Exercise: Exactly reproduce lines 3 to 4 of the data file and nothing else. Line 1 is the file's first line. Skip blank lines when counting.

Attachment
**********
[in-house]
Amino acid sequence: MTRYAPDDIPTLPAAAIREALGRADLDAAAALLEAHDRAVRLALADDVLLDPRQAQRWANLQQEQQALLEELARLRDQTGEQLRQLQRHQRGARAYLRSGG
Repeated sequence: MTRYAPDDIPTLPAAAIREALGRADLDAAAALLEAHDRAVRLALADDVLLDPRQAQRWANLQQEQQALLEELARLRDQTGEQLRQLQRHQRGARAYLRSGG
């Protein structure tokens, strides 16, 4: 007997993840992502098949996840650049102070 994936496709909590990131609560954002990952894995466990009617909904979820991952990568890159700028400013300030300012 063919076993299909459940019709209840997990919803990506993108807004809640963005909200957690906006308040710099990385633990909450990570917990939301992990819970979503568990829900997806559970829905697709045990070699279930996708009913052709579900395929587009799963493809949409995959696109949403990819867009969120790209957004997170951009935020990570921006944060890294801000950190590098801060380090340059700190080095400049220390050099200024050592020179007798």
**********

Repeated sequence: MTRYAPDDIPTLPAAAIREALGRADLDAAAALLEAHDRAVRLALADDVLLDPRQAQRWANLQQEQQALLEELARLRDQTGEQLRQLQRHQRGARAYLRSGG
């Protein structure tokens, strides 16, 4: 007997993840992502098949996840650049102070 994936496709909590990131609560954002990952894995466990009617909904979820991952990568890159700028400013300030300012 063919076993299909459940019709209840997990919803990506993108807004809640963005909200957690906006308040710099990385633990909450990570917990939301992990819970979503568990829900997806559970829905697709045990070699279930996708009913052709579900395929587009799963493809949409995959696109949403990819867009969120790209957004997170951009935020990570921006944060890294801000950190590098801060380090340059700190080095400049220390050099200024050592020179007798």